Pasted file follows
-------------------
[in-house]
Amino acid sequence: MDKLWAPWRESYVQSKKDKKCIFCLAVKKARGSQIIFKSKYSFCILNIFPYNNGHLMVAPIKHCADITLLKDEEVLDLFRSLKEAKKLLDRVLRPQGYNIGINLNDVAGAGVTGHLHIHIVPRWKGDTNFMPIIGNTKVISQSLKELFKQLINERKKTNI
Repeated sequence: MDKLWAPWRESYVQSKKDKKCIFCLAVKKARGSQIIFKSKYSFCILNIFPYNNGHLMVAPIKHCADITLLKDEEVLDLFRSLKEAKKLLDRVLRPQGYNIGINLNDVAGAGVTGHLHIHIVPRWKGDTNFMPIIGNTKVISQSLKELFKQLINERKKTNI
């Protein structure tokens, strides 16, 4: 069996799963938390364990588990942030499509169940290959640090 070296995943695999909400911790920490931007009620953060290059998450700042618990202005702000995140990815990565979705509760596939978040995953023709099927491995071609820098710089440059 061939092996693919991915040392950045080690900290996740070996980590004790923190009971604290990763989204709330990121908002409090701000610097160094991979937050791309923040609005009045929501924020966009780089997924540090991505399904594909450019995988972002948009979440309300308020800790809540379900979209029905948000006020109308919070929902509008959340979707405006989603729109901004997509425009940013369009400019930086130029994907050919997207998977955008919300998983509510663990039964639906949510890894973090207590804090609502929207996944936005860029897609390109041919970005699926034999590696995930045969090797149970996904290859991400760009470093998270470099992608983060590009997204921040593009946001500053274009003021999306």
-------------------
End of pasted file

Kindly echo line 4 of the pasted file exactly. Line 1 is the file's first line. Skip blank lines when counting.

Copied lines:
């Protein structure tokens, strides 16, 4: 069996799963938390364990588990942030499509169940290959640090 070296995943695999909400911790920490931007009620953060290059998450700042618990202005702000995140990815990565979705509760596939978040995953023709099927491995071609820098710089440059 061939092996693919991915040392950045080690900290996740070996980590004790923190009971604290990763989204709330990121908002409090701000610097160094991979937050791309923040609005009045929501924020966009780089997924540090991505399904594909450019995988972002948009979440309300308020800790809540379900979209029905948000006020109308919070929902509008959340979707405006989603729109901004997509425009940013369009400019930086130029994907050919997207998977955008919300998983509510663990039964639906949510890894973090207590804090609502929207996944936005860029897609390109041919970005699926034999590696995930045969090797149970996904290859991400760009470093998270470099992608983060590009997204921040593009946001500053274009003021999306």